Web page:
Pair Programming has nonlinear benefits? : LUSENET : Joel on Software : One Thread

You mentioned that you've "gathered some data which shows that the benefits of pair programming are not enough to offset the loss in productivity." But it strikes me that one advantage of pair programming is that people understand each other's decisions and blindspots better; and many companies spend a lot of time with people reading each other's code, just to see what everyone else has done.

I imagine your teams may be flexible, but since they've been trained for years to operate one way, perhaps some deeper advantages of pair programming can't be captured in your data?

-- Anonymous, April 23, 2001


Couldn't agree more. Although several tasks aren't faster pairing I have found that pairing is a great team synchronization tool. It gets everyone on the same page and keeps them there as the project progresses. If you have ever worked on a team that "just works" you know what I mean. Once everyone is in step psycologically, emotionally, technically the productivity of the team skyrockets - and people have fun. If you have a team that got there and stays there by other means then perhaps pairing is less valuable?

-- Anonymous, April 24, 2001

Hmm... Joel's studies and opinions, while often useful and interesting, are not very scientific. There has been some academic attention focused around XP and pair programming that might be interesting for anybody thinking seriously about it.

Here's some:

(base conclusion: people work better in pairs, are happier about it, and produce code that's so good that it's virtually defect free).

Of course, some computer programmers (especially the hard core type) are highly individualistic.

-- Anonymous, April 25, 2001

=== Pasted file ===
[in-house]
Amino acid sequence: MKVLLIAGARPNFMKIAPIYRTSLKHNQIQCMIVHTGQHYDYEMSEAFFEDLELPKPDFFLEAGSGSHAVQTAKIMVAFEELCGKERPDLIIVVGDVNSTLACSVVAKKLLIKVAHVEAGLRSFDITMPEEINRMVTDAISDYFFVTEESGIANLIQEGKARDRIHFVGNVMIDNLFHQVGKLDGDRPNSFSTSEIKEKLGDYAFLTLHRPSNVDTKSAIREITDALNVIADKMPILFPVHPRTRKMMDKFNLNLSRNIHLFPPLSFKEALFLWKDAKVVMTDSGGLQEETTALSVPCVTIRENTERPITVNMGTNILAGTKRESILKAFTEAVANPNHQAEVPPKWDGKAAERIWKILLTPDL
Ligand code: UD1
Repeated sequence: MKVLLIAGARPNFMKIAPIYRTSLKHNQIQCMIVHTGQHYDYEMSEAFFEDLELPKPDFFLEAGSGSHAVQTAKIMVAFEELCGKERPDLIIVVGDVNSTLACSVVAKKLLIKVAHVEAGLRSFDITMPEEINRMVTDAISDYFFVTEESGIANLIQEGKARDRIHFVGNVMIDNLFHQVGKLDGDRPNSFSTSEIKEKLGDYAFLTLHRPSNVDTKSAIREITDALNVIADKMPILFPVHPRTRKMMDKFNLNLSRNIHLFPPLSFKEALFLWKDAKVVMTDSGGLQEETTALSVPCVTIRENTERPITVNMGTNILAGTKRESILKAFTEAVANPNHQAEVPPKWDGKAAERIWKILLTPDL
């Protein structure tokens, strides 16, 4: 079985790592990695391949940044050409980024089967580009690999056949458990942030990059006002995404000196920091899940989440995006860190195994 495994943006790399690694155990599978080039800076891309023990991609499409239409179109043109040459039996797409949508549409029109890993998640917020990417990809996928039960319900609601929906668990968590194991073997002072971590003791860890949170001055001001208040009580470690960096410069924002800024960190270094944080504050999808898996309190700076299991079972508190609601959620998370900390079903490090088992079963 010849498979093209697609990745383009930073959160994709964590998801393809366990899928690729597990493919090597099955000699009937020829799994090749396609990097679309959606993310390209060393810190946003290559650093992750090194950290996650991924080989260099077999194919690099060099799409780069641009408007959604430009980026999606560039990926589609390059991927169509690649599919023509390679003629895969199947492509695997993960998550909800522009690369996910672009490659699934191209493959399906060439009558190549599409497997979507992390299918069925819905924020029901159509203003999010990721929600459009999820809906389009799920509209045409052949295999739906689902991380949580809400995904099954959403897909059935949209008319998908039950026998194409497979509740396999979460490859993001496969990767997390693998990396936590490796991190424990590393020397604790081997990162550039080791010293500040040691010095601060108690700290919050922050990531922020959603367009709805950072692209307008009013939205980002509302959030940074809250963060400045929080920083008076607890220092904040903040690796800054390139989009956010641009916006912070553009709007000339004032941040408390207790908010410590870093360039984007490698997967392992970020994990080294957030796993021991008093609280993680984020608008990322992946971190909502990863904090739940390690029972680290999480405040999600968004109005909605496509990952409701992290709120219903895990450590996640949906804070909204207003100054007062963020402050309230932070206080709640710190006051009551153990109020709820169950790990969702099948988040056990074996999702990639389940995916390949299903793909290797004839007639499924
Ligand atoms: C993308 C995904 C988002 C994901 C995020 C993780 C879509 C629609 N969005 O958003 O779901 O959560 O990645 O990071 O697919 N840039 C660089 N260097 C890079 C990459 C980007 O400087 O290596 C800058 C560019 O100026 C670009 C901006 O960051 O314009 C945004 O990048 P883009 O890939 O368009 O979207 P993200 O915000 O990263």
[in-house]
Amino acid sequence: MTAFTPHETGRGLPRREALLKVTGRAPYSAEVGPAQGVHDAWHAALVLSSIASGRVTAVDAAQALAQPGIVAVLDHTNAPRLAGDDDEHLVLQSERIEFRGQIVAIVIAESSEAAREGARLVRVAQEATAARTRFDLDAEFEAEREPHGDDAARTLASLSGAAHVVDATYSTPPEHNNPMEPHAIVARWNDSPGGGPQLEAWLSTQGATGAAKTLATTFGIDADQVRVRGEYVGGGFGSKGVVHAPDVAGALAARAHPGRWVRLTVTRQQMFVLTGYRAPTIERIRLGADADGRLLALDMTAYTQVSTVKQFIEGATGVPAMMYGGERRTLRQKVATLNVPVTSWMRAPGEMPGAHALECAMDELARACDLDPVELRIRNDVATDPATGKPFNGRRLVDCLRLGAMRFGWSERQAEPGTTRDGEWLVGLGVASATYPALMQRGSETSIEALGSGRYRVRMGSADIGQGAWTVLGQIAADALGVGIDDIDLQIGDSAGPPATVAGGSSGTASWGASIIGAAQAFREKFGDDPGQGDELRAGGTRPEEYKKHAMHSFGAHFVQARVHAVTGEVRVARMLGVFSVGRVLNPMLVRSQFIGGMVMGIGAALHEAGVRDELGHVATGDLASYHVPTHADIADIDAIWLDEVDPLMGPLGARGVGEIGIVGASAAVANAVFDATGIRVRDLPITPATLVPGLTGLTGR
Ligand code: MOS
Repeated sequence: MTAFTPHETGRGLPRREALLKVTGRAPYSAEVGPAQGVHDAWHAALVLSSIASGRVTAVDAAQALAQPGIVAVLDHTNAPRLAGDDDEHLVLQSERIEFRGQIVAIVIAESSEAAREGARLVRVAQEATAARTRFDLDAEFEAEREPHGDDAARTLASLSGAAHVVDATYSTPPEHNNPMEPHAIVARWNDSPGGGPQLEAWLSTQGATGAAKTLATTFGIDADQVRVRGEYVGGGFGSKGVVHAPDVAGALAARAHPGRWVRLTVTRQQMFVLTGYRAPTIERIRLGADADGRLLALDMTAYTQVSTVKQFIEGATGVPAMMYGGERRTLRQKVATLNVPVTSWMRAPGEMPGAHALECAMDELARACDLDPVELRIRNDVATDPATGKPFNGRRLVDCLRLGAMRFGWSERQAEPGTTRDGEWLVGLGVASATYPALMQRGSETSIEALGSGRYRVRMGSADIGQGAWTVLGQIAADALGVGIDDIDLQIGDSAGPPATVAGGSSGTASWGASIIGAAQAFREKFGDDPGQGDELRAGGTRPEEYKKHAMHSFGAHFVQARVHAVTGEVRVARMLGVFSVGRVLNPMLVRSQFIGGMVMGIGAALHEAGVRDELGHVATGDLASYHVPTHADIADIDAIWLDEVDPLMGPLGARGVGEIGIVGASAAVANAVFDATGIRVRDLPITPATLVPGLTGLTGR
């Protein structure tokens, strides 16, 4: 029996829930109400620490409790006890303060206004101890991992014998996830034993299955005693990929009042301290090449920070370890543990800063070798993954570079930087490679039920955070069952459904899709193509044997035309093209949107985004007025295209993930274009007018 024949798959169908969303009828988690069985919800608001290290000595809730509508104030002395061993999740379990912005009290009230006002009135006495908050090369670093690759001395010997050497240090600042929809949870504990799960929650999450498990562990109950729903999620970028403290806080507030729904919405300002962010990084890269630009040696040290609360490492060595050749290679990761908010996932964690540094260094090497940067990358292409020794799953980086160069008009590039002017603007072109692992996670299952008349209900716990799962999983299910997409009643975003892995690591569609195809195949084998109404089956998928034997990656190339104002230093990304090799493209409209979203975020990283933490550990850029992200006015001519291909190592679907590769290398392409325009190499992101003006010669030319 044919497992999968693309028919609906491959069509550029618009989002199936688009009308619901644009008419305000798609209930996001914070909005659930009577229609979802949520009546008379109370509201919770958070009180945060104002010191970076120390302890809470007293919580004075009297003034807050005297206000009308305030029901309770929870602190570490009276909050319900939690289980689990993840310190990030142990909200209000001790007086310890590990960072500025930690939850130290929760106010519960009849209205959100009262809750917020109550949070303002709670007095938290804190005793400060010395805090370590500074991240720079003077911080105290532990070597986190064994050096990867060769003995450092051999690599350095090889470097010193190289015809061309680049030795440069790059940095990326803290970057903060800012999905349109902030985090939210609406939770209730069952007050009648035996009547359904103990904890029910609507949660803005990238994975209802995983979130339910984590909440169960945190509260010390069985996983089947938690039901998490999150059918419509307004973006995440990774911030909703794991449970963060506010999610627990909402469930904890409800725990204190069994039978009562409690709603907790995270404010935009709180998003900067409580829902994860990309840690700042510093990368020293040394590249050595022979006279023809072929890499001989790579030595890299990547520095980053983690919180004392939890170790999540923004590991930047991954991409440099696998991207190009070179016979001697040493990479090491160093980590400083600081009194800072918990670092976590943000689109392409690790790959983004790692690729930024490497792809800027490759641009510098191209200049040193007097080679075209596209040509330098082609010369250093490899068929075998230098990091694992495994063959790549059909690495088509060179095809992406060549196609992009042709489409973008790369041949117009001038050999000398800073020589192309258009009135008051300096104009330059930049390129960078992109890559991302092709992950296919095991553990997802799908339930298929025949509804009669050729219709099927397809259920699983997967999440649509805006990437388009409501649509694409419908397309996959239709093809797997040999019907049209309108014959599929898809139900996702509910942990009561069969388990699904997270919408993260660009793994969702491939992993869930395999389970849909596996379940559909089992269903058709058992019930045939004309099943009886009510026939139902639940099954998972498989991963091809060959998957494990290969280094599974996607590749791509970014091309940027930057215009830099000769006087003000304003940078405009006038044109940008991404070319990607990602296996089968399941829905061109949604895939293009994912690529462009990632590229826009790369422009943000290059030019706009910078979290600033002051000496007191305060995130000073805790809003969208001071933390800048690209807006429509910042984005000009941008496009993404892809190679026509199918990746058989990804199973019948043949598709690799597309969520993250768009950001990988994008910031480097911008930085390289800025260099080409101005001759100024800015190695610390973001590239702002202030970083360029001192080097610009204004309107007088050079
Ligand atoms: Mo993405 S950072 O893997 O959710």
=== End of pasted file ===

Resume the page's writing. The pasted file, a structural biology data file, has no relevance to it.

One possible less publicised advantage of pair programming:

You spend less time surfing the web reading things like JoelonSoftware and more time programming!

-- Anonymous, April 26, 2001

I whole-heartedly agree with the web surfing comment; not that we want to waste time reading the web, it's just that we get caught up in it while doing our four-five minute builds.

I use pair programming as a surgical tool; when a guy on my team is floundering, taking more than a day on a certain feature, I pair him up with someone. This helps to minimize Jim McCarthy's "Guy in a Room" effect: you put your best guy on your hardest task and then twiddle your thumbs while he makes invisible progress.

-- Anonymous, April 26, 2001

As with anything else using pairs, or buddy systems sometimes gives benefits and sometimes gets in the way.

There are times when you do have to send someone off on their own to cogitate, drift and think laterally. That though isn't in the final phase of bug kill, build and test.

-- Anonymous, April 30, 2001

I just think Joel missed the whole point of XP and pair programming. As mentioned earlier, PP is a long studied topic not exclusive to XP. XP has just adopted it because studies, empirical and anecdotal, have shown it works. The benifits of XP and PP aren't really brought out when you are fixing bugs in code. They are brought out when you see that you have less bugs to fix when these practices are used to develop in the first place. The reasoning behind dismissing XP reminds of a kid, who when trying to learn to ride a bike falls off the bike and then gets up saying "This is stupid, it will never work." As we all know, learning to ride a bike takes time. So does implementing a new software development proccess.


-- Anonymous, May 04, 2001

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